The null hypothesis is rejected when T is large, indicating that the two samples are significantly different. The advantage of this method is that it assesses whether there are any differences in the modeled and observed probability distributions, not just differences in the means of the two samples (e.g., differences in the variance and/or the tail of the samples). Note that the CvM criterion does not pair observations in time and space, but instead indicates whether the distribution of model predictions is consistent with the distribution of observations. For our case, the two samples represent the modeled and observed distribution of pollutant concentrations, and the sample size for the two distributions are equal here (i.e., A = B = N, where N denotes total number of observations). Therefore, equation ((14a)) reduces to the form

display math(14b)

The test statistic T is computed for each of the 4000 members of the model ensemble, separately for available 8 hour O3 (N = 289) and 24 hour NOx (N = 303) concentrations using equation ((14b)). Next, we compute the p value associated with each test statistic (T), defined as the probability of observing a test statistic greater than or equal to T, if H0 is true. A small T will result in a large p value, indicating that there is not sufficient evidence to reject the null hypothesis (H0). Screening is then applied to select Monte Carlo cases that generate p values greater than the 10% significance level, i.e., α = 0.1, below which we reject the null hypothesis. We select only those cases that satisfy this test for both of the observational constraints (O3 and NOx).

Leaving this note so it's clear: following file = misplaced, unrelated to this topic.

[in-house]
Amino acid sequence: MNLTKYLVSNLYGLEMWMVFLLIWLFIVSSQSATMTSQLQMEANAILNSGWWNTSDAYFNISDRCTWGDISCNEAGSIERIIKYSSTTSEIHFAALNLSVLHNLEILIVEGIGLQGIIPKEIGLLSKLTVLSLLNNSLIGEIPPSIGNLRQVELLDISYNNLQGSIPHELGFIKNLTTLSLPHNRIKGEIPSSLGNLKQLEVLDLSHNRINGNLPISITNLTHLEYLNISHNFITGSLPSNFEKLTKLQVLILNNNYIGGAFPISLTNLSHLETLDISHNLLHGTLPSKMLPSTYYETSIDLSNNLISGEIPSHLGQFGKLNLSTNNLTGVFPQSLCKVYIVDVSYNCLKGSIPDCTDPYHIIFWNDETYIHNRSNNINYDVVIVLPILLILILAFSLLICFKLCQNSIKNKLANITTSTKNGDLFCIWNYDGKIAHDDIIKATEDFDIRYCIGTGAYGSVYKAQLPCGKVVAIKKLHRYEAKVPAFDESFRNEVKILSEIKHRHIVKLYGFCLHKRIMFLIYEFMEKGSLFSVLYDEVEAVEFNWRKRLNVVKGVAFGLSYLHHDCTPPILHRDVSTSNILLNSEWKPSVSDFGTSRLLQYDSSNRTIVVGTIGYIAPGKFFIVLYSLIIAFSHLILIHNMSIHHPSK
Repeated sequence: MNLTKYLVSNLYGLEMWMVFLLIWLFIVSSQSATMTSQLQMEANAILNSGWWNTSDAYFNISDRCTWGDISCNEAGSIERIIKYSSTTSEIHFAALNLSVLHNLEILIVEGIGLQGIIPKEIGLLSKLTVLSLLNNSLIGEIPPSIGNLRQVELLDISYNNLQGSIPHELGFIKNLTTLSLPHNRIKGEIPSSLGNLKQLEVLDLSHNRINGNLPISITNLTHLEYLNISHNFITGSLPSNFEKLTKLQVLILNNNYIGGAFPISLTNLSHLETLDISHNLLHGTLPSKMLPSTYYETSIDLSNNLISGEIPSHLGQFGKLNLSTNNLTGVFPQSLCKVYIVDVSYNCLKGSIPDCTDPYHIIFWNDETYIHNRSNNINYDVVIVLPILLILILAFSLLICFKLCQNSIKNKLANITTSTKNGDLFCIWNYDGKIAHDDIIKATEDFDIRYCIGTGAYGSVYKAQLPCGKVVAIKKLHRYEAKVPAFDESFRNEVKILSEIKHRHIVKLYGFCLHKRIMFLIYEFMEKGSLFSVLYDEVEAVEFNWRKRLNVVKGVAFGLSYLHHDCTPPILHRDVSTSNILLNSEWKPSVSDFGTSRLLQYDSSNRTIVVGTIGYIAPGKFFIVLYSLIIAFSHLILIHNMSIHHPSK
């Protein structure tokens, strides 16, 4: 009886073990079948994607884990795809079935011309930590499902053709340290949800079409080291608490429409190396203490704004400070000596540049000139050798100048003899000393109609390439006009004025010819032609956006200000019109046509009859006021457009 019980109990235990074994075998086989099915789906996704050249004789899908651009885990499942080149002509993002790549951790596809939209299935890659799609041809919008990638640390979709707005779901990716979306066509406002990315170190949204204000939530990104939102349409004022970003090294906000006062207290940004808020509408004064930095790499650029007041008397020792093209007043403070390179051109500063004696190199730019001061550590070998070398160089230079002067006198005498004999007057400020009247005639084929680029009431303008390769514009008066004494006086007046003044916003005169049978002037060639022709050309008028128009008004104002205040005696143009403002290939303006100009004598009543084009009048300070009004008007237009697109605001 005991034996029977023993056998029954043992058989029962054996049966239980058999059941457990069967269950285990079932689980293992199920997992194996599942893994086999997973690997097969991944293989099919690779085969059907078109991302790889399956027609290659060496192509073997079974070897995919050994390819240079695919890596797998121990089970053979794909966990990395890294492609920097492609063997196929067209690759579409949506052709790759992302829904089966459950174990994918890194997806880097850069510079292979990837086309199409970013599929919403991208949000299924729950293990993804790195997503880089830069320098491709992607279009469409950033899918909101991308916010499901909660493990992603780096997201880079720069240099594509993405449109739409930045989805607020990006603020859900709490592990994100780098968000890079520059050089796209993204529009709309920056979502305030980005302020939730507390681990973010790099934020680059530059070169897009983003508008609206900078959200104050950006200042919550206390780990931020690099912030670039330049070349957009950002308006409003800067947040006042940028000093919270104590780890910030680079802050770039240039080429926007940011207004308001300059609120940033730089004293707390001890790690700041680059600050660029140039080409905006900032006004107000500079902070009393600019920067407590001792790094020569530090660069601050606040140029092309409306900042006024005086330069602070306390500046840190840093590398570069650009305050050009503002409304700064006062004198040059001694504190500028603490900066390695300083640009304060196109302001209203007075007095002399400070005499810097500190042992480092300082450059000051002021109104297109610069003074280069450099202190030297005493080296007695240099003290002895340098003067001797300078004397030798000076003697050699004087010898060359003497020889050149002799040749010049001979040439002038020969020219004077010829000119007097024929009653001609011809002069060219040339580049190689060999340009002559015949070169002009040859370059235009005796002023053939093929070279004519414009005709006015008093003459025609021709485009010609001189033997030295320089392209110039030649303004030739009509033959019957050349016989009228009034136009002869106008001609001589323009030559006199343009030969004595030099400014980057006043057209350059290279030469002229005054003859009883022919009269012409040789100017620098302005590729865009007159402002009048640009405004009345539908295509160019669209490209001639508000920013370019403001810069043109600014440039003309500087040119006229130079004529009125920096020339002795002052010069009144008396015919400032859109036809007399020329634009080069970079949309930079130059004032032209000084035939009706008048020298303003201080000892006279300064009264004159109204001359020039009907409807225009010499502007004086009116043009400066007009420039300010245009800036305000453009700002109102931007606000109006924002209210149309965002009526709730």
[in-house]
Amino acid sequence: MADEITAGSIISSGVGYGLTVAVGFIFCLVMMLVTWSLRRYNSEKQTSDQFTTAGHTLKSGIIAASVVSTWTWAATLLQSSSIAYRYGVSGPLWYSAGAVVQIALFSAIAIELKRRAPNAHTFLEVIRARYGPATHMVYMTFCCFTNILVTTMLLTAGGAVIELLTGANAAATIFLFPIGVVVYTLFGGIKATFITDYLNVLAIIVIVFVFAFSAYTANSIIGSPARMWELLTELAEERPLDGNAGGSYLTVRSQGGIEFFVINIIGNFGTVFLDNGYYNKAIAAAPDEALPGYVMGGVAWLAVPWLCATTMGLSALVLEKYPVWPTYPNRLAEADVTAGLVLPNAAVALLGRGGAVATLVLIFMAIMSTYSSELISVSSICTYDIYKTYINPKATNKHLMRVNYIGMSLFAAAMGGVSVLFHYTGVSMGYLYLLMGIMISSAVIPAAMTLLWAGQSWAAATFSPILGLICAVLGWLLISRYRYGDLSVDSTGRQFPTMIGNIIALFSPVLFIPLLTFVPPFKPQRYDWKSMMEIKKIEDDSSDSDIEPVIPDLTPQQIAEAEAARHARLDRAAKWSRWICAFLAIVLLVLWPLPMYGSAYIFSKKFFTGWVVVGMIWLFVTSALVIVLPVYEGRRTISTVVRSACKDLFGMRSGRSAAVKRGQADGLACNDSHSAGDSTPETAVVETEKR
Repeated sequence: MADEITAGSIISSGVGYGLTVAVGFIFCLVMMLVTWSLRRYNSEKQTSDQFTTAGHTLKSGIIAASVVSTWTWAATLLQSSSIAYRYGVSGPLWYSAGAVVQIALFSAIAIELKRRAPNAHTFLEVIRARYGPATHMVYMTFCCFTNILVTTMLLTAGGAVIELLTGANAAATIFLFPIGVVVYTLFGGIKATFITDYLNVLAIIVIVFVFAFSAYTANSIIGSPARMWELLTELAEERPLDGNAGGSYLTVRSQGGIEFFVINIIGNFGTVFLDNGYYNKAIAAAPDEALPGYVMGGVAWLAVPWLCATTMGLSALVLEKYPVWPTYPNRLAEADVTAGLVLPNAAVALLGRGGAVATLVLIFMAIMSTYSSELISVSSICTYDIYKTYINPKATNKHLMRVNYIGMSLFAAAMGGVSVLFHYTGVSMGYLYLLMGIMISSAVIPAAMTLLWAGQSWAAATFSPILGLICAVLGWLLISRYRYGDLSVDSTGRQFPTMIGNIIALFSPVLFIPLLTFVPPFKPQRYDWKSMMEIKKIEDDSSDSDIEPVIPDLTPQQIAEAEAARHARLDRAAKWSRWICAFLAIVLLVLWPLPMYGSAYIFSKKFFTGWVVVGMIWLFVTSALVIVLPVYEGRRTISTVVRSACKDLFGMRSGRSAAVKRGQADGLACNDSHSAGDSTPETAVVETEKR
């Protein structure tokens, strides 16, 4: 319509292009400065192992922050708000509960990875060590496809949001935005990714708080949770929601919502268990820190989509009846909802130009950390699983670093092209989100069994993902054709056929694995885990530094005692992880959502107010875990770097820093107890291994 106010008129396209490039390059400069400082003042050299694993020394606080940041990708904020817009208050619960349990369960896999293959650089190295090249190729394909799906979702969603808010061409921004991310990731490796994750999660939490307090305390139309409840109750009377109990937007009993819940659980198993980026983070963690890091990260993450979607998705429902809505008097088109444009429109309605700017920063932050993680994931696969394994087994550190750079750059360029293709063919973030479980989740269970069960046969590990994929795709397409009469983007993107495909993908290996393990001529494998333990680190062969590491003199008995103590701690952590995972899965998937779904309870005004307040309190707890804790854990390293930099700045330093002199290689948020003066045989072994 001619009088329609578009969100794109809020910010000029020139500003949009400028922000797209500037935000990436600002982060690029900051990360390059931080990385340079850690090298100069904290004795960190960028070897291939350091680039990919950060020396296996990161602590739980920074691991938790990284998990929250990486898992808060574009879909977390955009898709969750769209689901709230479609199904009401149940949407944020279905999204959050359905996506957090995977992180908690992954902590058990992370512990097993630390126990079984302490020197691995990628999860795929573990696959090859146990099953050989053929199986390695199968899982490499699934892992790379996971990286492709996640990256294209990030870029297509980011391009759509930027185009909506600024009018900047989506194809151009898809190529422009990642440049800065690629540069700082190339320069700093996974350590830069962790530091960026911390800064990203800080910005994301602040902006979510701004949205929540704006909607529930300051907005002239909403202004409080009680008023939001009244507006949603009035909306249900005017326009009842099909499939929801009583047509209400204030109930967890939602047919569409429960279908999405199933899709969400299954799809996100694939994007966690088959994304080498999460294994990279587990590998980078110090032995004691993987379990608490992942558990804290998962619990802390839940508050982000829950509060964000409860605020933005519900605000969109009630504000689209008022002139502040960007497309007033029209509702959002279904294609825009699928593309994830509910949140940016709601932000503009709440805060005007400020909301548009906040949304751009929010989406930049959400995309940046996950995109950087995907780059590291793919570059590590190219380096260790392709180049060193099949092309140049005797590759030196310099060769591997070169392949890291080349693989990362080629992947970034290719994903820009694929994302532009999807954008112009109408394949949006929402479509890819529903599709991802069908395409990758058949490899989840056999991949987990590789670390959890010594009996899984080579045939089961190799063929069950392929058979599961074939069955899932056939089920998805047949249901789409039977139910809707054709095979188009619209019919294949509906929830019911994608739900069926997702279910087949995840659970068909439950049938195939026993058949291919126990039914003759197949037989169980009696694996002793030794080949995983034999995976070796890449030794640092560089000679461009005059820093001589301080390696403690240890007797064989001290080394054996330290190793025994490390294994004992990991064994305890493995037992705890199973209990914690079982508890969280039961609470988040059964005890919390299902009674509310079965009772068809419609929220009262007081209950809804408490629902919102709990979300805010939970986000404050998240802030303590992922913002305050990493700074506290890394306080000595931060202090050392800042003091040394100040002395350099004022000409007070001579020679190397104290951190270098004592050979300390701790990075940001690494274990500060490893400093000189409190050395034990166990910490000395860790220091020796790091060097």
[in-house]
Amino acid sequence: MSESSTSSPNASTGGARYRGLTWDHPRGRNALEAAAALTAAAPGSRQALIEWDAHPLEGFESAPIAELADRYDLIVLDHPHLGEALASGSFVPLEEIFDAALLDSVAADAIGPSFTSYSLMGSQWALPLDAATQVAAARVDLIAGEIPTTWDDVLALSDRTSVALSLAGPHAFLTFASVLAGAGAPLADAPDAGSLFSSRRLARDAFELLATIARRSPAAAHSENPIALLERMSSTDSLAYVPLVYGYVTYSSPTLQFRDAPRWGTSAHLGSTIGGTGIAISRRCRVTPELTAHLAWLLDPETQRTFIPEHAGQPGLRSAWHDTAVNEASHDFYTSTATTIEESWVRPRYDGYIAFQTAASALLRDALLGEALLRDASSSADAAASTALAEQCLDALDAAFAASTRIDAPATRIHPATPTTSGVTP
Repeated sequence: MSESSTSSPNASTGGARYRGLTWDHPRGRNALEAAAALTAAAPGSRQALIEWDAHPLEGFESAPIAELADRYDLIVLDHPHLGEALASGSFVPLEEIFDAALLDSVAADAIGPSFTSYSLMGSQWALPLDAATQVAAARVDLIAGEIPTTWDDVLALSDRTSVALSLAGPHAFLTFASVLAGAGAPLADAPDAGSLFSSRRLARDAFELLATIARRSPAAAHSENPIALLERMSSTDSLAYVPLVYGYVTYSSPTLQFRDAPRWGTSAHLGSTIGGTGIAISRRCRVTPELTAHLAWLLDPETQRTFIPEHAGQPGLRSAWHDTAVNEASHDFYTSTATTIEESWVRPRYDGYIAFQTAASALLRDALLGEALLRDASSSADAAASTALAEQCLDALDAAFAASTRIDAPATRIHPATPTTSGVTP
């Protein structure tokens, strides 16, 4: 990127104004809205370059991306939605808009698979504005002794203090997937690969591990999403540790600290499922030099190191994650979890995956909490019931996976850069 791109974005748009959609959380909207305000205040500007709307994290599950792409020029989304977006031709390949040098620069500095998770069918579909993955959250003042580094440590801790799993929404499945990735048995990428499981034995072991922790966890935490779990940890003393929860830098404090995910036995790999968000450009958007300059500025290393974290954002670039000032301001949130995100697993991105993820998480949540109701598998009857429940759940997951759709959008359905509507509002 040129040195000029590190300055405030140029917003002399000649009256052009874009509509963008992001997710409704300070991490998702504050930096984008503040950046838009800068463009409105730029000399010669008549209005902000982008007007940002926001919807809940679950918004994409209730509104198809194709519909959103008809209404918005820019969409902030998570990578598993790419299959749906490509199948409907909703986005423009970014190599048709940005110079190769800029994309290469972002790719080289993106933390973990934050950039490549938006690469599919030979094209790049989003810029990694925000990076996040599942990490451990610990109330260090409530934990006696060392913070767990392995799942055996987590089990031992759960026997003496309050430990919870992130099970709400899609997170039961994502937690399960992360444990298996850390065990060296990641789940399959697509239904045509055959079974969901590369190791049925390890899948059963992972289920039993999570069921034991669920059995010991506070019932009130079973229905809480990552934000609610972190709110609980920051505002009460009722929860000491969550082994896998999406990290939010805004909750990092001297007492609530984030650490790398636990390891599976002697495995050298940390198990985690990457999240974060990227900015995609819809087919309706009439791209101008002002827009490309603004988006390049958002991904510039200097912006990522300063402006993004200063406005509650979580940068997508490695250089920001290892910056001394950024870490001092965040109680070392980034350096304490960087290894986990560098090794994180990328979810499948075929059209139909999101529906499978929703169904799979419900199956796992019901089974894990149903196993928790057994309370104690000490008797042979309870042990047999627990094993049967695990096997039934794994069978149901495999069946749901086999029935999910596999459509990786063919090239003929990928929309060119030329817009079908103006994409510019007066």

4.3 Adjusted Ozone Sensitivity